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Bio 103, Week8, Macromolecules and Life

Paul Grobstein's picture

Glad you're here, to share explorations of life. If you're registered in Biology 103, remember to log in before posting here. Others are welcome to contribute without logging in. Such comments though will be checked to avoid spam postings and so be delayed in appearing.

In any case, remember that this isn't a place for polished writing or final words. Its a place for thoughts in progress: questions, ideas you had in class (or afterwords), things you've heard or read or seen that you think others might find interesting. Think of it as a public conversation, a place to put things from your own mind that others might find useful and to find things from others (in our class and elsewhere) that you might find useful. And a place we can always go back to to see what we were thinking before and how our conversations have affected that. Looking forward to seeing where we go, and hoping you are too.

You're free to write about anything that came into your mind this week. But if you need something to get you started, what do you think of the ways macromolecules help us account for the properties of living organisms? Are there things yet to be accounted for?
andrelle's picture

I knew a little bit about

I knew a little bit about DNA and mutations and so when we learned about it in class, it didn't have much of an impression on me.  But i do think that it is very interesting how one minor change can cause so much difference.  I really think that it is this randomness that makes life special.   And it is what makes every organism that is alive special.

Catrina Mueller's picture

I think it is quite

I think it is quite interesting how longer strings of hydrocarbons only tend to show up in organizims. I understand that the bigger the chain of atoms, the less probable that they will come together as such, but clearly they are uniting on a much higher rate in organizims' bodies. I wonder if there is something fueling these strains to come into existance or it is just coincidence.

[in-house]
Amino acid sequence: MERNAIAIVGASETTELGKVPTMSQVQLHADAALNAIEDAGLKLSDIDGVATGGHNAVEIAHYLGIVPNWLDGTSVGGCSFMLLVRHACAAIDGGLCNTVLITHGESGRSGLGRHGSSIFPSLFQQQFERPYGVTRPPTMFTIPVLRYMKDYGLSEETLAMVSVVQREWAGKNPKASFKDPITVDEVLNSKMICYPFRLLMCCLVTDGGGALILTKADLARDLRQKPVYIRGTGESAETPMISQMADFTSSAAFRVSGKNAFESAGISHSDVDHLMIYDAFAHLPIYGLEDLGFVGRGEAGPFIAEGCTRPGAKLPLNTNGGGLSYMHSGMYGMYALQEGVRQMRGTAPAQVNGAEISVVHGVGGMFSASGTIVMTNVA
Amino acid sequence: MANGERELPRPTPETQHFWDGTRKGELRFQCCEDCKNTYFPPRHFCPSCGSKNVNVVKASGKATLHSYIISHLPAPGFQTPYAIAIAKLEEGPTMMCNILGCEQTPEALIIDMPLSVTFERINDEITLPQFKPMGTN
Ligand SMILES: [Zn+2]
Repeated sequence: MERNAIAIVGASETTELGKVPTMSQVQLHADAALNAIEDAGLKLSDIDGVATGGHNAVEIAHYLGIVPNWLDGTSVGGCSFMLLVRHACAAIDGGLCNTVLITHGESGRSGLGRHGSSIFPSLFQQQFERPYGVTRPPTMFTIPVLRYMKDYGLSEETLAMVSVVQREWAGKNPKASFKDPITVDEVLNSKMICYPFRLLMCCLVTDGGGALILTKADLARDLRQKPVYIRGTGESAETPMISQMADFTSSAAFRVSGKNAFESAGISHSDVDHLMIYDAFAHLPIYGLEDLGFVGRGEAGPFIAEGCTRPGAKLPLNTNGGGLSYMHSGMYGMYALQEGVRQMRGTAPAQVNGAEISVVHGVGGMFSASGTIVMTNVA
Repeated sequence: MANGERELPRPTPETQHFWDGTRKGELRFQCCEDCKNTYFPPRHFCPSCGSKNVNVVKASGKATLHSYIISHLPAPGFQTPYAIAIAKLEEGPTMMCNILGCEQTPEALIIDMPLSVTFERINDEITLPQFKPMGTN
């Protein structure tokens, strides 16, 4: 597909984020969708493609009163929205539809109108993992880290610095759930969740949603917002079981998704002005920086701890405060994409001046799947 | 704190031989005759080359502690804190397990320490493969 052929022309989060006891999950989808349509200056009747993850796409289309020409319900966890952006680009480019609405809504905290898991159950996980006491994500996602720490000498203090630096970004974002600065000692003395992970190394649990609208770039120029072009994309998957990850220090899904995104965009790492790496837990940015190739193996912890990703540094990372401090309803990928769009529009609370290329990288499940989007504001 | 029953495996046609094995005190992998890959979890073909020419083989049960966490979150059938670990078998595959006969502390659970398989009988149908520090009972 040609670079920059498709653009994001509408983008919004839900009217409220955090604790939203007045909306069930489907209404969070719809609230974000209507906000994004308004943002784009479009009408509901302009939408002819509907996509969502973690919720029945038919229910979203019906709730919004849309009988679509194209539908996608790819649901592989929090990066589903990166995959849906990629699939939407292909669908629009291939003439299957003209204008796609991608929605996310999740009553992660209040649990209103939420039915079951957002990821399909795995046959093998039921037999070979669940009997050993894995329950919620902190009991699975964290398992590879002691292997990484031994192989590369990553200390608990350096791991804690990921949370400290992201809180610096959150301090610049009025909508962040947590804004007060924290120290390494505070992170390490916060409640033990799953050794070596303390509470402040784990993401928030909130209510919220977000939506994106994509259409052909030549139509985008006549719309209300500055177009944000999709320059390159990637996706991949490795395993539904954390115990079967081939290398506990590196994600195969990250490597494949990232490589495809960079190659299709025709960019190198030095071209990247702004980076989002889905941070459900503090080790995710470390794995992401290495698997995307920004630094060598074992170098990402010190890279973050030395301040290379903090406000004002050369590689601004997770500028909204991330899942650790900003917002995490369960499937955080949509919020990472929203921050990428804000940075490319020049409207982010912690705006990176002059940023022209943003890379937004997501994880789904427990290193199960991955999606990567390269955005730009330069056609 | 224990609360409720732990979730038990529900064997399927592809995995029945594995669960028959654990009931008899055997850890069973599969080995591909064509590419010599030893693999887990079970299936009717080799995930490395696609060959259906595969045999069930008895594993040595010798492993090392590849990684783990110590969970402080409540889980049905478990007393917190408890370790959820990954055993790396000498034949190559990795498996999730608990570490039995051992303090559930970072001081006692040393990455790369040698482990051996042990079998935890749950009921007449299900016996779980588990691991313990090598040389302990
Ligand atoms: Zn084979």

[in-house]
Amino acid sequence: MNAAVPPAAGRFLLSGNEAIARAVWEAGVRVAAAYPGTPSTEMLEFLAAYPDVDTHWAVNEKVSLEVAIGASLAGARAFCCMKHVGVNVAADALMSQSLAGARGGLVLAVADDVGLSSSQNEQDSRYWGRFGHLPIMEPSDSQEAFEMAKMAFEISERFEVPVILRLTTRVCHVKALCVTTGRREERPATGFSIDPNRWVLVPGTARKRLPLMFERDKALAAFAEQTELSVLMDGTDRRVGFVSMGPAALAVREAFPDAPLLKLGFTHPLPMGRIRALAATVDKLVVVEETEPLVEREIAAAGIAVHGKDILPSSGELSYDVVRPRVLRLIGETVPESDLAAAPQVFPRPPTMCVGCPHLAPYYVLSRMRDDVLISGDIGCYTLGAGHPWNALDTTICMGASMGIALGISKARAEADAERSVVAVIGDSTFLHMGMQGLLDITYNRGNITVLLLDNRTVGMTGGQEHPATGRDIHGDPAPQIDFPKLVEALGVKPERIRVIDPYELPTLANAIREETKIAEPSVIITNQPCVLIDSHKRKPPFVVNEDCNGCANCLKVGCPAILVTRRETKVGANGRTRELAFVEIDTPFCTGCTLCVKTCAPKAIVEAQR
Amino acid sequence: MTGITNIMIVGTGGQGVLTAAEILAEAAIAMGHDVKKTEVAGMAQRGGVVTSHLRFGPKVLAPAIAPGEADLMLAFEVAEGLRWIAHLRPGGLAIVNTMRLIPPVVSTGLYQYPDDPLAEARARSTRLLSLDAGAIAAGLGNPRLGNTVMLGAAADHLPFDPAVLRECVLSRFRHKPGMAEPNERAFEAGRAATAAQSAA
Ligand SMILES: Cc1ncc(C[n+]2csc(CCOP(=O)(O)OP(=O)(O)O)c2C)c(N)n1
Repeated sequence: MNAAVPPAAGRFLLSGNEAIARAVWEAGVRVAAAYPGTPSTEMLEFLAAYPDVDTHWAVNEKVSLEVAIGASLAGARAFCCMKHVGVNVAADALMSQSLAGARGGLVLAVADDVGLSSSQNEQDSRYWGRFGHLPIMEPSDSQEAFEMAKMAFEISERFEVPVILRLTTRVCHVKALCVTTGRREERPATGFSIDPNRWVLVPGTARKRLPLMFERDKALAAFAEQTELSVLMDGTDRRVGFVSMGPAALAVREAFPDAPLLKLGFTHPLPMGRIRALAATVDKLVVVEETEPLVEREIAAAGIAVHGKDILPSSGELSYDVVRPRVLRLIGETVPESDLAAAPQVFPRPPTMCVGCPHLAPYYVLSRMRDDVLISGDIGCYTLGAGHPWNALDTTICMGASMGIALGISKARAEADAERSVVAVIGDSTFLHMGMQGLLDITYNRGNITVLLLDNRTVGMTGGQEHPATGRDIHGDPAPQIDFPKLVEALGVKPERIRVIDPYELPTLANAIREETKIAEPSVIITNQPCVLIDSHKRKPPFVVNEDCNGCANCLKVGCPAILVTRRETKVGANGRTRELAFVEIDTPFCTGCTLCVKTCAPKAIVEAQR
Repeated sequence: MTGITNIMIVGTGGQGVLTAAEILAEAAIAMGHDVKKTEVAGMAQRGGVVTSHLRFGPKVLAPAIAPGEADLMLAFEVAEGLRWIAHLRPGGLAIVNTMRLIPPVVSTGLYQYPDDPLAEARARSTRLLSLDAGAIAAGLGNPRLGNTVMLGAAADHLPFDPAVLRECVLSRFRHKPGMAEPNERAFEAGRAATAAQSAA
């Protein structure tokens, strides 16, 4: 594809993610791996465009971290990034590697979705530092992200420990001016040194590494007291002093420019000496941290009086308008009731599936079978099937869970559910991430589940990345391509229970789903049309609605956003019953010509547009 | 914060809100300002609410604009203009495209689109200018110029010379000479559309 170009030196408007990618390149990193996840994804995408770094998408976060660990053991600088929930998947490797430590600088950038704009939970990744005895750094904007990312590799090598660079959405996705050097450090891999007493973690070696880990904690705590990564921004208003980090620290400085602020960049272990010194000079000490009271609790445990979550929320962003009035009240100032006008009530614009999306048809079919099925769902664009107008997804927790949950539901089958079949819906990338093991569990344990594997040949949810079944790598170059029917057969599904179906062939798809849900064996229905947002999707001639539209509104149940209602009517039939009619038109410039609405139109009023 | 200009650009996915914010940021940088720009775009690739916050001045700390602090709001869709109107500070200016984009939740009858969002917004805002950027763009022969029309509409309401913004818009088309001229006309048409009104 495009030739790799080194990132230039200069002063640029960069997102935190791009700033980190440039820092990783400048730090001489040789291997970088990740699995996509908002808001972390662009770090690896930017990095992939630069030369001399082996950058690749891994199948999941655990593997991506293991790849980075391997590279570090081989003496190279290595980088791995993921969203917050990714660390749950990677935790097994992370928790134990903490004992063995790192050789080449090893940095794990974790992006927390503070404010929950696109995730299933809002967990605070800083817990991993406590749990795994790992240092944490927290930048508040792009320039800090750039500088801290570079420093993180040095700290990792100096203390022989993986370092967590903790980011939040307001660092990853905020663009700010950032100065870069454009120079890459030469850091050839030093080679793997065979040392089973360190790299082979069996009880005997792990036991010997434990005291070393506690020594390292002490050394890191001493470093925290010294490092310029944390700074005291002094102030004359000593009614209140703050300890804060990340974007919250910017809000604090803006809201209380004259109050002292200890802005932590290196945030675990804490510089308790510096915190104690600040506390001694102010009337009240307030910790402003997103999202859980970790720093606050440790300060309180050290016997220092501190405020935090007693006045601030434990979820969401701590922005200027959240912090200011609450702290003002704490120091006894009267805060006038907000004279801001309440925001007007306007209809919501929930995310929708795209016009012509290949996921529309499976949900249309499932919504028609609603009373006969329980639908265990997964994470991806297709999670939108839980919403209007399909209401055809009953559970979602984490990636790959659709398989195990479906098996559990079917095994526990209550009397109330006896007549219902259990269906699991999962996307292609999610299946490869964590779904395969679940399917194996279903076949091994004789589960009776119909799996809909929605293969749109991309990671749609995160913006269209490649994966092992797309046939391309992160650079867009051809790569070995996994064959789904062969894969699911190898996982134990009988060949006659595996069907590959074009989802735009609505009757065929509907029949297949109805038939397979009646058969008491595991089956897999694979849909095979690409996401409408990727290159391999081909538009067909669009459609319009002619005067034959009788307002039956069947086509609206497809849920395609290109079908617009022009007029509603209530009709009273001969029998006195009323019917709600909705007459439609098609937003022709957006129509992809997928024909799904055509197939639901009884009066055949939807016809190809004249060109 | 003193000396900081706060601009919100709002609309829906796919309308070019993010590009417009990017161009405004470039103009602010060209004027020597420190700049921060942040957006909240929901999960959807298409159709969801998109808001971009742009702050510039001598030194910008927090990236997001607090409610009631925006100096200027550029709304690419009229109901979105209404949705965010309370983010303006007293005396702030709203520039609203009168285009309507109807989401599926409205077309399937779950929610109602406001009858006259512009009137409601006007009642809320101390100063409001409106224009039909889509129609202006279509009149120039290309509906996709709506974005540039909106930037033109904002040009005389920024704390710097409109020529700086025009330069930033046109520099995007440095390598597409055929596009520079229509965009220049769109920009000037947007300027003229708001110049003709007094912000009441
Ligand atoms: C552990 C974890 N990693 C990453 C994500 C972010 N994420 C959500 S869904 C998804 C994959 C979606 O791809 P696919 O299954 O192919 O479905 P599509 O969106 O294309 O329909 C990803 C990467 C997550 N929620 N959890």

LaKesha's picture


I have always found mutations interesting because you never know what's going to come of it. It's all random and it can have negative effects or positive effects. I remember doing a project on different disorders in high school and we had to find out what was the cause of the disorders and most of them were caused by a mutation of different chromosomes. It's crazy how something as small as a change in a chromosome can cause a person to have fatal disorders later on in life. I was also wondering how much of a role mutations played in evolution? DO mutations help species to evolve?
OrganizedKhaos's picture

Macromolecules and such

This weeks class was very interesting along with the lab. I liked how we approached the idea of DNA and randomness. We went in depth enough to understand the ideas and concepts but not too into it as to get boggled down with tons of detail. The idea of randomness and mutation also intrigued me. It left me with a lot of questions that I thought I knew. For example what does cause a mutation is it interior or exterior? Is it the surrounding atmosphere. I don't know but it intrigues me how random combinations can make so many different people.

The lab was also interesting because we got to use new instruments and develop our own hypothesis. While, doing this we learned better ways to run experiments through minor errors and variation among trials.